Fullmetal Alchemist Volume Five is a manga by Hiromu Arakawa, and it was released in North America by Viz Media in 2005. Fullmetal Alchemist is rated “T” for teens; from what I’ve read of the manga and from seeing both of the anime series, I would agree with this rating.
Edward and Alphonse Elric are brothers who practice alchemy. After trying to perform a forbidden alchemy technique to bring their mother back to life, Alphonse lost his body. Edward attached Alphonse’s soul to a suit of armor; in order to do this, Edward had to sacrifice one of his arms and one of his legs. Edward has “auto-mail” prosthetics designed by his friend Winry Rockbell and her grandmother, Pinako.
Edward has become the youngest State Alchemist and has been given the name “Fullmetal Alchemist.” The series follows Ed and Al as they search for the Philosopher’s Stone, a legendary artifact that the brothers believe will allow them to recover their bodies.
This volume begins with Ed, Al, and Winry at Rush Valley; this is a location that is known for its auto-mail. The group has made a stop here during Ed and Al’s journey to see their old alchemy teacher. While they’re at Rush Valley, the get to witness a miraculous event, and Winry tries to get an apprenticeship in Rush Valley so she can improve her skills at developing auto-mail. Ed and Al also make a visit to their old alchemy teacher, and the volume ends in the middle of a flashback of the training the brothers underwent when they were younger.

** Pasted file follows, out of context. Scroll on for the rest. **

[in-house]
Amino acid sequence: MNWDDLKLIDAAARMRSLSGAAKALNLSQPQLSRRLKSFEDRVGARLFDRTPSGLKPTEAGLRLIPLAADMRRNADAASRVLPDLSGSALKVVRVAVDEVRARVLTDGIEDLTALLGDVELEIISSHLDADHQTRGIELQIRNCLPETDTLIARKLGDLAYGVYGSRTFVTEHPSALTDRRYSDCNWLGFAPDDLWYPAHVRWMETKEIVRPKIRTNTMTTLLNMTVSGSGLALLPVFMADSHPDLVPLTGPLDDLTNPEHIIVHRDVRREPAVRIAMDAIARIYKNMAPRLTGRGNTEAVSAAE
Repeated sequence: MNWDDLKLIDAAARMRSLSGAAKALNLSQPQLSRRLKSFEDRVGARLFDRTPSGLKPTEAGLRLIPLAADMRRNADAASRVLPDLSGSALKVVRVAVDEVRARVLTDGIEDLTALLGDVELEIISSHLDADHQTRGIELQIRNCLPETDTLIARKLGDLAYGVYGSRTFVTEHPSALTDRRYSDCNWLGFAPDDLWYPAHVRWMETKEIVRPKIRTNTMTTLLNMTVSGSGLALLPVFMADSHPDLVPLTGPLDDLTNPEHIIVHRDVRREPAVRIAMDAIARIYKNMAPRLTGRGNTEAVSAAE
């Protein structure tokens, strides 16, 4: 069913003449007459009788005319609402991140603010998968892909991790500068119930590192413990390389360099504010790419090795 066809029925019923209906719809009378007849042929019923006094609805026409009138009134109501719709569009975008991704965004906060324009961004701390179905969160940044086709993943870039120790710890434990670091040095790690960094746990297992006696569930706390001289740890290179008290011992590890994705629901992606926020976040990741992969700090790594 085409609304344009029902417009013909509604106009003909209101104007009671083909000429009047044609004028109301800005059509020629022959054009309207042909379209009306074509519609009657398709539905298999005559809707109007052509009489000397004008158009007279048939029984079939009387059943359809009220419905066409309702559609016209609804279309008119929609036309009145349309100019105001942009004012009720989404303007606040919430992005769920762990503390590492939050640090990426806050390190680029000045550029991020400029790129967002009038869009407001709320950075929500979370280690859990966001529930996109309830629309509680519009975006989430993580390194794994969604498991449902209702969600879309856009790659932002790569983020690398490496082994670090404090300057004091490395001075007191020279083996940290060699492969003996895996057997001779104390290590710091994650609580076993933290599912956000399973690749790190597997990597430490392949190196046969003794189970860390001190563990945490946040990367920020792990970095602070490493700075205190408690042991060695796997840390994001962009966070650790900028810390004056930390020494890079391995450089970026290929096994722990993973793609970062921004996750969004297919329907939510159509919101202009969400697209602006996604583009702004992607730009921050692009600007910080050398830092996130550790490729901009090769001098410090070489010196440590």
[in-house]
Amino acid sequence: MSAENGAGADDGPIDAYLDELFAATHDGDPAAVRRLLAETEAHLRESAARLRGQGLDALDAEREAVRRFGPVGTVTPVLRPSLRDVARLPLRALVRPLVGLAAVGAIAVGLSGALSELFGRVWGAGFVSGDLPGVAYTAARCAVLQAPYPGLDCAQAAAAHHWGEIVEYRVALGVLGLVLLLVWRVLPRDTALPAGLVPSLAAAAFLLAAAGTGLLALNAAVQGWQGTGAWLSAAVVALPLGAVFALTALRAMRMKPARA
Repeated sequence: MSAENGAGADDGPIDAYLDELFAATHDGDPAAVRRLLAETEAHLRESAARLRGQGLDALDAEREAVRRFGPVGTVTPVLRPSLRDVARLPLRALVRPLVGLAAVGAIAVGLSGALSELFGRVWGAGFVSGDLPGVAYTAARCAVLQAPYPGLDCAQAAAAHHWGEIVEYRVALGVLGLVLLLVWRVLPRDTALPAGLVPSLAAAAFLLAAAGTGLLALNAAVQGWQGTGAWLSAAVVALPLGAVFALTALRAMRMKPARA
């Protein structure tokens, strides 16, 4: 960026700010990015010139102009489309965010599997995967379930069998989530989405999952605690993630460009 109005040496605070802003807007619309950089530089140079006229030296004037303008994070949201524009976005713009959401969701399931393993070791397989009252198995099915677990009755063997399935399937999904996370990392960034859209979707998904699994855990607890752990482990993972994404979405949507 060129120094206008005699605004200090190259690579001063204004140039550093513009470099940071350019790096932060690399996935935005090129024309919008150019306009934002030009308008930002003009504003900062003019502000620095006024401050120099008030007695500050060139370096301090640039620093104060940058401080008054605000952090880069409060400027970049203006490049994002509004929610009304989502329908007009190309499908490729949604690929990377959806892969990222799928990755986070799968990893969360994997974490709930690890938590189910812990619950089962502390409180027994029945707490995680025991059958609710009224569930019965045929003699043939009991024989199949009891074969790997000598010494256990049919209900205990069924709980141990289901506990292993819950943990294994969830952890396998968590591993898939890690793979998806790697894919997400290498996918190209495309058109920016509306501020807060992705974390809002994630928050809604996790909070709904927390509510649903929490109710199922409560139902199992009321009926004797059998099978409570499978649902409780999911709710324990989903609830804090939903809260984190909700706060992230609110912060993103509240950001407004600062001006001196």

I really enjoyed reading this volume of Fullmetal Alchemist, because It contains just the right balance of drama and humor. There’s also some wonderful character development for Winry in this volume. While there’s some development for Ed and Al, the focus of the character development in this volume goes to Winry. I really enjoyed seeing Winry realize that she needs to start doing things for her own growth journey in order to provide even better help to Ed and Al than she has.
Even though I already knew what to expect in this volume, since I had already seen Fullmetal Alchemist: Brotherhood, I liked being able to see it in its original manga version. I was so riveted by what I was reading that I didn’t want to put the volume down.
So far, Arakawa has been successful in telling a very compelling story with both her art and her storytelling. I’m really looking forward to reading Volume Six to see how the manga telling of the story compares with what I’ve seen in Fullmetal Alchemist: Brotherhood.Powered by Sidelines